CEO of Africa's Biggest Fund Manager Rejects Misconduct Claims

(Bloomberg) -- Daniel Matjila, the chief executive officer of Public Investment Corp., has responded to a range of allegations made against him amid reports that he may face suspension.

The Pretoria-based PIC manages South African state-workers’ pensions and oversees assets worth more than 2 trillion rand ($138 billion). Several investments by Africa’s biggest money manager are being investigated, along with Matjila’s role in them.

President Cyril Ramaphosa, who took office in February, is on a drive to restore confidence in public institutions following his predecessor Jacob Zuma’s scandal-marred nine-year tenure. Matjila, 56, said he wanted to defend his name against “unsubstantiated, malicious and spurious allegations.” His employment contract ends in December 2019 after 15 years at the PIC.

“I am greatly encouraged that the South African legal system, in its inexorable quest for justice, has zero countenance for gossip, innuendo and hearsay,” Matjila said in an emailed statement on Thursday. “I am 100 percent confident the stability and the security of the PIC will continue unabated,” he said after welcoming a commission of inquiry instituted by Ramaphosa.

Investment Returns

In his letter, Matjila pointed to the government employees’ fund return on investment of more than 10 percent over the past decade as well as PIC’s “clean audits - a rare phenomenon in the public sector.” He started by addressing assertions that he’s been reckless in investments of 70 billion rand in unlisted companies as the PIC has sought to look for opportunities for “transformation and inclusive growth.”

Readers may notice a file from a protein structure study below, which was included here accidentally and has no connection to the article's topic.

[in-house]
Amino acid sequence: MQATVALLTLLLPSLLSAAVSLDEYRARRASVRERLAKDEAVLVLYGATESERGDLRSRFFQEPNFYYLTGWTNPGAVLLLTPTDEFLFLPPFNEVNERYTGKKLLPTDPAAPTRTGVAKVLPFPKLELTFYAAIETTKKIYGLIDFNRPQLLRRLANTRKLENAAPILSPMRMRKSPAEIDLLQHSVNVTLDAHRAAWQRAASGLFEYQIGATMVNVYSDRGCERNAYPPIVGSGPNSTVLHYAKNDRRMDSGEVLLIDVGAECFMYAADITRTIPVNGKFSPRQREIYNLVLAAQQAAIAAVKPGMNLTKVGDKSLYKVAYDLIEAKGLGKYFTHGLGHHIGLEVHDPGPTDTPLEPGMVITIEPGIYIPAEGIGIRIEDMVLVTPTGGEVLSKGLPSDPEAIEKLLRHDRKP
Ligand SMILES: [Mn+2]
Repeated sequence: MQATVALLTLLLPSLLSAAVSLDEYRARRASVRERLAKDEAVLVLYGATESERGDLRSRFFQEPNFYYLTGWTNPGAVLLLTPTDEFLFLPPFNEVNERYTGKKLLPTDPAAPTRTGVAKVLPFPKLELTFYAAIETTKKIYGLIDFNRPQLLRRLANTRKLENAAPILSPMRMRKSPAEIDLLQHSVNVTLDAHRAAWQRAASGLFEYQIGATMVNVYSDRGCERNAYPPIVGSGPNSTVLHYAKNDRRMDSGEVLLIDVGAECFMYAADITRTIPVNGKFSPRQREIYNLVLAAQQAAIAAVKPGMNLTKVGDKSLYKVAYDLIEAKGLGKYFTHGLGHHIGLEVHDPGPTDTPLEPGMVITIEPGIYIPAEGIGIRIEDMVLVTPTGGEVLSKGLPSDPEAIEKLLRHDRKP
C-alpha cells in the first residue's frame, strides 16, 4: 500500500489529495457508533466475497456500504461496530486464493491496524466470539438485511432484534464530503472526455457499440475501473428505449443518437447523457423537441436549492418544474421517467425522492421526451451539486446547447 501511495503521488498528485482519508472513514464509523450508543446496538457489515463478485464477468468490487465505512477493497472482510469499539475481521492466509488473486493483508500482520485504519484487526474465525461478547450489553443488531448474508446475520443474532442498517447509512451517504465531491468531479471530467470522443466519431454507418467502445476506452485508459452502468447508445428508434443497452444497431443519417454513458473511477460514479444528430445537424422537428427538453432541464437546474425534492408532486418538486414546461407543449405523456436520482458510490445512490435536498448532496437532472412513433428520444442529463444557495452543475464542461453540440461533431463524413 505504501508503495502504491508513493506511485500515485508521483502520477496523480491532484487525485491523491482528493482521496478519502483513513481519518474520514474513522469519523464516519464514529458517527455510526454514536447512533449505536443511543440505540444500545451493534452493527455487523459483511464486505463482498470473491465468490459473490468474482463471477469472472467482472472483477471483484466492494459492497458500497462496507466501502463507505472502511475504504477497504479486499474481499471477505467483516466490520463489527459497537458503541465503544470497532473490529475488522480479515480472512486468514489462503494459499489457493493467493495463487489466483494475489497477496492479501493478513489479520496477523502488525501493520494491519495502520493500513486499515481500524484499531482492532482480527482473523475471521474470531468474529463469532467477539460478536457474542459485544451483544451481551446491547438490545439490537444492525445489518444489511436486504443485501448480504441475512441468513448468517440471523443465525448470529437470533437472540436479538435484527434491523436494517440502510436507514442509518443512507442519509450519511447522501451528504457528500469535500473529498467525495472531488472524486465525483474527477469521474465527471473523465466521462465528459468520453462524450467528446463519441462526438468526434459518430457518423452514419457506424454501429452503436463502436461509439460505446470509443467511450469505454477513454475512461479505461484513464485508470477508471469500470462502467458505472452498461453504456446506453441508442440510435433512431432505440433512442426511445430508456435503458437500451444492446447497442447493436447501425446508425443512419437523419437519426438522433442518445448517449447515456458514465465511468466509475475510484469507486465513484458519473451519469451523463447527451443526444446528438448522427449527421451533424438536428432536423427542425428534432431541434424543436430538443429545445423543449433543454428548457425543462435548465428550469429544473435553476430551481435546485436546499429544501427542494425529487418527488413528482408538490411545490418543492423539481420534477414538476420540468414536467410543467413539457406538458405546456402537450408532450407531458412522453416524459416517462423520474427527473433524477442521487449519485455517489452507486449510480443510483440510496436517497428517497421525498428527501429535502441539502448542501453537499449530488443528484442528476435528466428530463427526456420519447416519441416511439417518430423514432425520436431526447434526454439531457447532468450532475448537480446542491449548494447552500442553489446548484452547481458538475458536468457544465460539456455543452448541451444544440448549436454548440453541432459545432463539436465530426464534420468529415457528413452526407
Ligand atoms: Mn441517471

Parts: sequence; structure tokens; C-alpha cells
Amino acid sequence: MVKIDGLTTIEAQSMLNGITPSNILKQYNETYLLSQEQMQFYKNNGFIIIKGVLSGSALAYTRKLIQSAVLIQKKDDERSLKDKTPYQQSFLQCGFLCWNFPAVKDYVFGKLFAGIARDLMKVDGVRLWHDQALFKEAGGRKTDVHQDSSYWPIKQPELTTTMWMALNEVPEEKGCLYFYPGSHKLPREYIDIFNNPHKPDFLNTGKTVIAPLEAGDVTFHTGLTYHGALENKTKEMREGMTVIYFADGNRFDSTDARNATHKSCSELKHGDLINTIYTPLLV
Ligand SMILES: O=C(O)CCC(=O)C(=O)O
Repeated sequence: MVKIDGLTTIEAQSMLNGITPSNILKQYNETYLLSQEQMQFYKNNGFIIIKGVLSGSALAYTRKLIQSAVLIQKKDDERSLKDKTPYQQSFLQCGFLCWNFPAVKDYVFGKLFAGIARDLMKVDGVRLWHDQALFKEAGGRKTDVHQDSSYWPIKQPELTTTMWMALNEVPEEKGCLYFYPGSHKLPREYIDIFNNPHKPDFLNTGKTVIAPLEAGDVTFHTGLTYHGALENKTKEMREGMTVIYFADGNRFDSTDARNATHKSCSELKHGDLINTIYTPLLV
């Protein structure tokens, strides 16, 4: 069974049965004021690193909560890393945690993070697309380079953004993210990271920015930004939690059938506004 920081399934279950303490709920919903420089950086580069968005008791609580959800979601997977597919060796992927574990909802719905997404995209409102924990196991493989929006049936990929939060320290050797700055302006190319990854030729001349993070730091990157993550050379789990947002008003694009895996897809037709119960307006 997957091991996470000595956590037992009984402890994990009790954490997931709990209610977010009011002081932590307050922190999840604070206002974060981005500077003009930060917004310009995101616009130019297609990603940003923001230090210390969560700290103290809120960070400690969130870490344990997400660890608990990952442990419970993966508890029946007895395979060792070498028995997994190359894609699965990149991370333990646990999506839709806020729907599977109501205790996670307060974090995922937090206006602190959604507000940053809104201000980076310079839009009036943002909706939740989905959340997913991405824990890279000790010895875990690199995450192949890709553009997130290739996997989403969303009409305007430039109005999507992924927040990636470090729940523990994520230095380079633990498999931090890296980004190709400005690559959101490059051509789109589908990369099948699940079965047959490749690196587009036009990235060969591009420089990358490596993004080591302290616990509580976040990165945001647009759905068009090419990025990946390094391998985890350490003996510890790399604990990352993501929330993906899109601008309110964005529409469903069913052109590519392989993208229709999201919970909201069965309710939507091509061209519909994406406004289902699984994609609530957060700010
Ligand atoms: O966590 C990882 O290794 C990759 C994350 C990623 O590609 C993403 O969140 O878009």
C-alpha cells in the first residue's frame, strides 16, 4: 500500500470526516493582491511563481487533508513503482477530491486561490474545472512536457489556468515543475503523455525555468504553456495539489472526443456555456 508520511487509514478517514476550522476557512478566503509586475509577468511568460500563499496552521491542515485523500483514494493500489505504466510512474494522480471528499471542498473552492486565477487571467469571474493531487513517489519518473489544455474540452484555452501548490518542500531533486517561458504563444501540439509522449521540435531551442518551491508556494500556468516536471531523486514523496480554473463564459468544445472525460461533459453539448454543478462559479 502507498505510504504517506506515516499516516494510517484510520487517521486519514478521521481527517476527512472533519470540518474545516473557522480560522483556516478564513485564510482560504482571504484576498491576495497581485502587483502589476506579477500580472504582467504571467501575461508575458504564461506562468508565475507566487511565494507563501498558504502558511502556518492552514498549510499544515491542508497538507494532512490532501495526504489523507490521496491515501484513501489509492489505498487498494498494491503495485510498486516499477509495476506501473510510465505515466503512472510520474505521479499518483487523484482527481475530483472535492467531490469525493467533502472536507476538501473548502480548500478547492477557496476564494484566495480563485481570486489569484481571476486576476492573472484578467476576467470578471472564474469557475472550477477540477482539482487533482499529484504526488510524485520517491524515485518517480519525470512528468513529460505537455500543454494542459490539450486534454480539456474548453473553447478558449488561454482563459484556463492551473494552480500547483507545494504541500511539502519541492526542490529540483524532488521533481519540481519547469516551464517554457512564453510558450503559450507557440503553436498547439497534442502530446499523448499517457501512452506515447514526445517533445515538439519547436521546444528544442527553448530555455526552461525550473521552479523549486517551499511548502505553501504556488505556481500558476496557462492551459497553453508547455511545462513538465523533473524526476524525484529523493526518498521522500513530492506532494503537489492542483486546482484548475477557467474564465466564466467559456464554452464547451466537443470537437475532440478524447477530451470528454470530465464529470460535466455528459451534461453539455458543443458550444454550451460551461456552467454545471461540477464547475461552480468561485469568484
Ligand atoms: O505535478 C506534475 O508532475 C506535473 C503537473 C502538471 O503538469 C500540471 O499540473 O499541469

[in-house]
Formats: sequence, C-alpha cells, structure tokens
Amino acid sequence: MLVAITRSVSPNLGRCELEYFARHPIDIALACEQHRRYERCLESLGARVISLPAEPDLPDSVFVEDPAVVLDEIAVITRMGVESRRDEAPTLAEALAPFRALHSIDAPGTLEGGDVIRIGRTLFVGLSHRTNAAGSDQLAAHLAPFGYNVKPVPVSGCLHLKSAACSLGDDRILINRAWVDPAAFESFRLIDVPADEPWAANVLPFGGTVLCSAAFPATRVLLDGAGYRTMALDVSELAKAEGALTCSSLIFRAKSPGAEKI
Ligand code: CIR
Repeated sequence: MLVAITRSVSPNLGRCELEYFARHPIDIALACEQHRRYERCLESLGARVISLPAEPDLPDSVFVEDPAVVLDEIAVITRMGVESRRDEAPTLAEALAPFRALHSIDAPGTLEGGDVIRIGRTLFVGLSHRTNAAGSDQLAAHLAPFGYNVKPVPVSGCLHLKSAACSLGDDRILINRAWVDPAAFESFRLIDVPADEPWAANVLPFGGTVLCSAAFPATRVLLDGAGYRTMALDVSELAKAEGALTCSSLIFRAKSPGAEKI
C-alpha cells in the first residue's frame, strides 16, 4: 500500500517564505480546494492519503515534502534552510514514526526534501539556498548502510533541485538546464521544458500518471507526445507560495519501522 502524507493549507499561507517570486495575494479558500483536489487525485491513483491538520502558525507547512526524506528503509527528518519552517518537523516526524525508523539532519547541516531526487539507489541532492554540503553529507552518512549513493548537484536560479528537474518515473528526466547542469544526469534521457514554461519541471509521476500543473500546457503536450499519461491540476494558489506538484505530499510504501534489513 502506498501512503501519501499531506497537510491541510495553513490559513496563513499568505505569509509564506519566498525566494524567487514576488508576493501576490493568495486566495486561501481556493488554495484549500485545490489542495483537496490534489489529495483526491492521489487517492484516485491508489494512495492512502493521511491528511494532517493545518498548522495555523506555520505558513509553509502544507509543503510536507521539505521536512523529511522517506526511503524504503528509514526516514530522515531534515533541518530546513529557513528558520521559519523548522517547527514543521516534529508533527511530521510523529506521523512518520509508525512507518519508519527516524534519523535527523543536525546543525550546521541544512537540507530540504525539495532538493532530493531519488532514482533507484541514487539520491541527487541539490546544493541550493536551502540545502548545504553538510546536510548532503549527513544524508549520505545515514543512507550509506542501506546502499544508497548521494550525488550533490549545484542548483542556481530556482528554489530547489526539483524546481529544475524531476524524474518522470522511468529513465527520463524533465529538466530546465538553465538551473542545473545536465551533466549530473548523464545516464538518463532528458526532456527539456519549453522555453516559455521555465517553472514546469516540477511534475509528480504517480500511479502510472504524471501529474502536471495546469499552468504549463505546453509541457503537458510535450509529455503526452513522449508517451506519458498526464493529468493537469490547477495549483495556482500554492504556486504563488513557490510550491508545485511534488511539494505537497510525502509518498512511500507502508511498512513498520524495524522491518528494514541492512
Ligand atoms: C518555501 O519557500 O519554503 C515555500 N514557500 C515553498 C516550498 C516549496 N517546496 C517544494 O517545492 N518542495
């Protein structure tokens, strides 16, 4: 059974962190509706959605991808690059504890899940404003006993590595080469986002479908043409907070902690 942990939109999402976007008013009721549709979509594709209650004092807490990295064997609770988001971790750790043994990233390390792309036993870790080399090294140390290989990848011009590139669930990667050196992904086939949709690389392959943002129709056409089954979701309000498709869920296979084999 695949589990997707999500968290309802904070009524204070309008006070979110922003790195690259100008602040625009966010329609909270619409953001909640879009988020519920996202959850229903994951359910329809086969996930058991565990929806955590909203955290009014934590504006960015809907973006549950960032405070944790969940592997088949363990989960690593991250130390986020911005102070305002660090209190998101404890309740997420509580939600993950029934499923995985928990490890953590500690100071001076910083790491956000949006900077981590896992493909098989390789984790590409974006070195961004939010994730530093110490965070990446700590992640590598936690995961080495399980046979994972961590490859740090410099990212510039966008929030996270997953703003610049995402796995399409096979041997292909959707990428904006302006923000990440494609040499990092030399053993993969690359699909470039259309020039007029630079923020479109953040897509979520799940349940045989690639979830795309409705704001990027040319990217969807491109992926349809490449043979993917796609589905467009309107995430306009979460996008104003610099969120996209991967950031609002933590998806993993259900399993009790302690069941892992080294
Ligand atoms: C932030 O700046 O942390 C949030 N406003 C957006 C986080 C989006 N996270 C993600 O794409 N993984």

Matjila also tackled losses from PIC’s investment in troubled retailer Steinhoff International Holdings N.V., any link he had to looting and the collapse of VBS Mutual Bank, an allegation of nepotism and he vehemently denied accusations that he was romantically involved with a woman to whom he gave loans.

On Steinhoff, Matjila argued that the money manager was required to invest in the retailer as it was part of the index PIC is mandated to track, adding that the losses were “thoroughly cushioned.”

“As for my name being linked to the debacle that is VBS, this has to be the lowest of the low in allegations,” he wrote. “The mere suggestion that I would accept a bribe -- 5 million rand in cash -- is abhorrent to me.”

Read Matjila’s full letter

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